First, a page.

In October 2017, a lobbyist for Public Citizen, a left-wing advocacy organization founded by Ralph Nader, referred to Whitehouse as “one of the Senate’s more prolific players in the stock market,” and an example of those with “a high propensity for trading stocks in businesses they directly oversee from their committees.” Members of Congress sometimes obtain valuable investment information before it is known by the general public, putting the politician in position to personally benefit by purchasing (or selling) stocks and other assets related to that special knowledge. Whitehouse has repeatedly been the subject of news reports regarding this behavior. 
Whitehouse sold a substantial amount of stock in the immediate advance of the stock-market collapses which triggered the 2008 financial crisis. Whitehouse and other members of Congress allegedly received the details of a briefing from then-Federal Reserve Chairman Ben Bernanke on September 16, 2008, demonstrating financial markets and the economy were in much-greater peril than was then understood. Business Insider reported that Whitehouse sold off between $250,000 and $600,000 of his personal investment holdings within a week of this briefing, avoiding losses of 15 to 40 percent that would hit those securities over the next month..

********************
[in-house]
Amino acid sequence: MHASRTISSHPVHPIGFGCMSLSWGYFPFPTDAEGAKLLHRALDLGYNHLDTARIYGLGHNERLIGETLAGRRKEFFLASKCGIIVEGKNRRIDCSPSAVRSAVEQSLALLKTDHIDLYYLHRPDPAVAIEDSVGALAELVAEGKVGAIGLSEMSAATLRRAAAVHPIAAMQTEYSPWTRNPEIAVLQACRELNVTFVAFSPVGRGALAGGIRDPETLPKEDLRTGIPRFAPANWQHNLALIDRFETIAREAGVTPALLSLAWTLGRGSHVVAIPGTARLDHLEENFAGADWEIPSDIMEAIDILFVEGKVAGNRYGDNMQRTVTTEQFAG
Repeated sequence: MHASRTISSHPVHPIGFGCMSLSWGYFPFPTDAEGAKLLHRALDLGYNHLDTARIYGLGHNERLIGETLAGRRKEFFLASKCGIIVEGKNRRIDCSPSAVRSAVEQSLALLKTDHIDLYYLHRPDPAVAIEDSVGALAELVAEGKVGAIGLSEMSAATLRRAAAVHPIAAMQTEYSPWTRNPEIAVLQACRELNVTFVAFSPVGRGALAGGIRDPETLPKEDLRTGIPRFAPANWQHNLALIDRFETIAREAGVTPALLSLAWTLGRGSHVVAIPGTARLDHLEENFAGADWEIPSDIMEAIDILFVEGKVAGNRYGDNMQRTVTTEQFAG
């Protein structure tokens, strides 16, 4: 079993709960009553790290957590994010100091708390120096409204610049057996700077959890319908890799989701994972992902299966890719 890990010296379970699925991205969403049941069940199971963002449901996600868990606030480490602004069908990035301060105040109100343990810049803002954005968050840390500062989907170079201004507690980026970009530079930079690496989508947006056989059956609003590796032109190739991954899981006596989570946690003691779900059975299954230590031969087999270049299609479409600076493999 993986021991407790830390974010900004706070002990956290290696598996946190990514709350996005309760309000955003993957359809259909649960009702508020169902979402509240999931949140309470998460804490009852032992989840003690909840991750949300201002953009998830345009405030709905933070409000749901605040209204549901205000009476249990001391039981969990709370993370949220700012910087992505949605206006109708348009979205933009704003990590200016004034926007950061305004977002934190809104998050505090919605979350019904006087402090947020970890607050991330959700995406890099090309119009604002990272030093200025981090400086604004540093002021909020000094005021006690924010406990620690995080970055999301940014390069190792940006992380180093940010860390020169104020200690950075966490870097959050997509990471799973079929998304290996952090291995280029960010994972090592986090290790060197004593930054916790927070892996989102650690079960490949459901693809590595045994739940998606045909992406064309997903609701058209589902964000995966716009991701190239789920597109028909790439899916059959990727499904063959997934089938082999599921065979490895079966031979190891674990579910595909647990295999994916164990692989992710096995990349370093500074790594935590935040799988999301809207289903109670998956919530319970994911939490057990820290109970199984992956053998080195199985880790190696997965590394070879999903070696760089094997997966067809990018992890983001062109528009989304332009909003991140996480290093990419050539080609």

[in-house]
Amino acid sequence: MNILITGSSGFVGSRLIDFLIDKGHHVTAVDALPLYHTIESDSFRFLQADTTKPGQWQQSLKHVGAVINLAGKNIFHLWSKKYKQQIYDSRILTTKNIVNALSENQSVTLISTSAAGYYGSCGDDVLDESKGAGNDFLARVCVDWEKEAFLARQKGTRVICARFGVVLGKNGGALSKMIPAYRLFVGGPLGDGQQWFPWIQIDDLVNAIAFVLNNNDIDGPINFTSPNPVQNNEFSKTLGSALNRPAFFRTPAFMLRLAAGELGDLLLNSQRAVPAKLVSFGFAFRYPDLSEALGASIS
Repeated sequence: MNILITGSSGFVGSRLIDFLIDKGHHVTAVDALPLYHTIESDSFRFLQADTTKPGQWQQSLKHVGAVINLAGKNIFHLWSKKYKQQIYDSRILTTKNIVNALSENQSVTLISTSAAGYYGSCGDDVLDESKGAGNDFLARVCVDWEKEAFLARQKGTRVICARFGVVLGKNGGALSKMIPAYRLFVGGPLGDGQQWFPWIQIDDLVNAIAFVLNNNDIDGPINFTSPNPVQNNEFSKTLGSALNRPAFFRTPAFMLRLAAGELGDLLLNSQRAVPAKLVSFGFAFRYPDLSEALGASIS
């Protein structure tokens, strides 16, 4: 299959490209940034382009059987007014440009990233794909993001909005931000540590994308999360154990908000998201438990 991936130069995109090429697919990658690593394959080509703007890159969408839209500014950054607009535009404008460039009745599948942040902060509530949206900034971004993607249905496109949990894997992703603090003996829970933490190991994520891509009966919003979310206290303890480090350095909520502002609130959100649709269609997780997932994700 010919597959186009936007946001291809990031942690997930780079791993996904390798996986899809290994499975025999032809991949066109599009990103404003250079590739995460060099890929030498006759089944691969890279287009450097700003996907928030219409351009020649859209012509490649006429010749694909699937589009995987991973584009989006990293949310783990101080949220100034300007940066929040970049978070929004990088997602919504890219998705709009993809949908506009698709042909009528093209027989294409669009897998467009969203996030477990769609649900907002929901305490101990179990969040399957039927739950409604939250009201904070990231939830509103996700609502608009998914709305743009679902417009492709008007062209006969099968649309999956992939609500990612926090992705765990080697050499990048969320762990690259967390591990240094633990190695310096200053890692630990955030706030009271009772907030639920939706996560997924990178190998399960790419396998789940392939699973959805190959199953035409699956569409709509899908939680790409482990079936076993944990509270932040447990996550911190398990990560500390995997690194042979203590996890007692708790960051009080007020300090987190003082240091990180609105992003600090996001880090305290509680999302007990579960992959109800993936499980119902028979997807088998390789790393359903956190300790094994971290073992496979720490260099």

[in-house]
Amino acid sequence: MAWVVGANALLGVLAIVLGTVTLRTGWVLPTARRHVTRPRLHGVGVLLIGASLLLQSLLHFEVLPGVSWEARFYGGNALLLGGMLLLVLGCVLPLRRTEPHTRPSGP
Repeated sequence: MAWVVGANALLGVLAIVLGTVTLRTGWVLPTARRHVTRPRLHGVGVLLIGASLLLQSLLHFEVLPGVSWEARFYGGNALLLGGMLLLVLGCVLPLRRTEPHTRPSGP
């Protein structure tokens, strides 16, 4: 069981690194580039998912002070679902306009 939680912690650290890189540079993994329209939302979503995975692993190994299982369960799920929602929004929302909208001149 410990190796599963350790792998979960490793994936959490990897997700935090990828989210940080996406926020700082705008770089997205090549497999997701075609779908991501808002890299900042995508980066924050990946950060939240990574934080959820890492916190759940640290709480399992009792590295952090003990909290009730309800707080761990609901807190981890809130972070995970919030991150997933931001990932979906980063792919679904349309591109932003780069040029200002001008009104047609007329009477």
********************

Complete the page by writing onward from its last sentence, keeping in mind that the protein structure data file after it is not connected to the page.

In January 2017, Kaiser Health News (KHN) reported that Whitehouse was one of six Senators trading stocks in health and biomedical companies while serving on committees overseeing health-care and health-coverage issues. Of the six, Whitehouse and his family were revealed as the largest holders of such assets, owning between $400,000 and $1.3 million, according to the then-most-recent disclosures.